Why Babies and Toddlers Love Their Loveys — And You Should Too!
What is UP with loveys? Why do kids adore them so much? We all remember Linus in the Peanuts cartoon dragging his beloved blankie behind him. And Calvin had Hobbes the tiger, and Christopher Robin loved Winnie-the-Pooh. Did you have a lovey when you were growing up? A blankie or teddy? If you or your partner carried around a Raggedy Ann until she was raggedy, your child will probably like one, too. That’s because falling in love with these cuddlies is a strong genetic trait.
It’s a universal truth: Kids love loveys! And cozy, cuddly loveys are great sleep cue for older babies and toddlers!
I’ve seen kids cling to diapers, silk scarves and all sorts of toys. For years, my little patient Alex was “hooked” on sleeping with his Captain Hook’s hook.
Misunderstandings About Loveys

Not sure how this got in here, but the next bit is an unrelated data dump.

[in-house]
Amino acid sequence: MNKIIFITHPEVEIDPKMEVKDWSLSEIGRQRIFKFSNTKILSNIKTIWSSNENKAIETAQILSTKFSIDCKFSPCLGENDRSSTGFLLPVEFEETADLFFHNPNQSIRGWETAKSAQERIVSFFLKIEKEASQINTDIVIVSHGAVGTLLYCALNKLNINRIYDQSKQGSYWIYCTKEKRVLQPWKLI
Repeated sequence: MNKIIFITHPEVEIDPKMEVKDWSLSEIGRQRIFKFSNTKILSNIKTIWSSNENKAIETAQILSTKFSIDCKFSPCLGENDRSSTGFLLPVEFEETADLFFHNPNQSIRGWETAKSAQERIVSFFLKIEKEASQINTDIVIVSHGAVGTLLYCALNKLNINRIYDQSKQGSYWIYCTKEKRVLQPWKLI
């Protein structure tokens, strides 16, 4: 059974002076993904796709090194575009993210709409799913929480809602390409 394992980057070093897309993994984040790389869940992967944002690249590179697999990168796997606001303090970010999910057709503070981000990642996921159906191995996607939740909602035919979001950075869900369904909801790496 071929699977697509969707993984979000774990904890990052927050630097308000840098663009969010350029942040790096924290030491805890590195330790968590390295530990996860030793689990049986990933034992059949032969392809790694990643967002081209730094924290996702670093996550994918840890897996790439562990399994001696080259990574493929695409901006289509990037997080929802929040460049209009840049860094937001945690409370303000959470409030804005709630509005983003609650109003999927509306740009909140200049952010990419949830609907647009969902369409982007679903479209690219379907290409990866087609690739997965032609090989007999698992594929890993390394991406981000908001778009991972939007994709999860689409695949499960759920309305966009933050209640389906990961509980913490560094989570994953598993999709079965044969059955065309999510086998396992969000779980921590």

Yet, only a third of families employ sleep cues like white noise or loveys. I think that may be because many parents have been frightened by experts who caution that using loveys creates an unhealthy dependency. So wrong!
Parents who turn their backs on loveys are missing a huge opportunity! These cuddly friends actually help babies build confidence and security. And they’re available anytime—day or night. So, a lovey is a very, very good habit—and it’s especially comforting during times of stress (like an illness or a parent’s absence) and for babies with cautious, sensitive temperaments.
For the first 12 months, the only safe lovely is a pacifier and white noise (which is like an “auditory lovey”). After your little one has passed the one year mark, you can introduce a handkerchief-sized silky blanket or hand-sized cuddly stuffed animal.
But make sure you always have a backup! Losing a lovey is traumatic for a child. Every couple of weeks, rotate your baby’s two loveys. That allows you to keep them clean and to have them both develop the same comforting feel and smell.
And also make sure your baby’s lovey doesn’t have any little pieces (like button eyes or beads in the stuffing) that can be a choking risk or get stuck up the nose.